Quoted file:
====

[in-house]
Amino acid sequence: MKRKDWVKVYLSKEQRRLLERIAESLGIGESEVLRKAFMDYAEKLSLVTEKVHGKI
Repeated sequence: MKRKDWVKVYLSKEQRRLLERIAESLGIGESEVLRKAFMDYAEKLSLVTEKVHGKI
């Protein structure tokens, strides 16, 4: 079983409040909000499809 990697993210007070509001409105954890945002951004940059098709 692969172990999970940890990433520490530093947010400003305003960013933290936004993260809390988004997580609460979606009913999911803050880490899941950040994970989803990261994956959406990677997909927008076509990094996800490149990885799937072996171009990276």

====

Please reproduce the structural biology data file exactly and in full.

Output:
[in-house]
Amino acid sequence: MKRKDWVKVYLSKEQRRLLERIAESLGIGESEVLRKAFMDYAEKLSLVTEKVHGKI
Repeated sequence: MKRKDWVKVYLSKEQRRLLERIAESLGIGESEVLRKAFMDYAEKLSLVTEKVHGKI
């Protein structure tokens, strides 16, 4: 079983409040909000499809 990697993210007070509001409105954890945002951004940059098709 692969172990999970940890990433520490530093947010400003305003960013933290936004993260809390988004997580609460979606009913999911803050880490899941950040994970989803990261994956959406990677997909927008076509990094996800490149990885799937072996171009990276």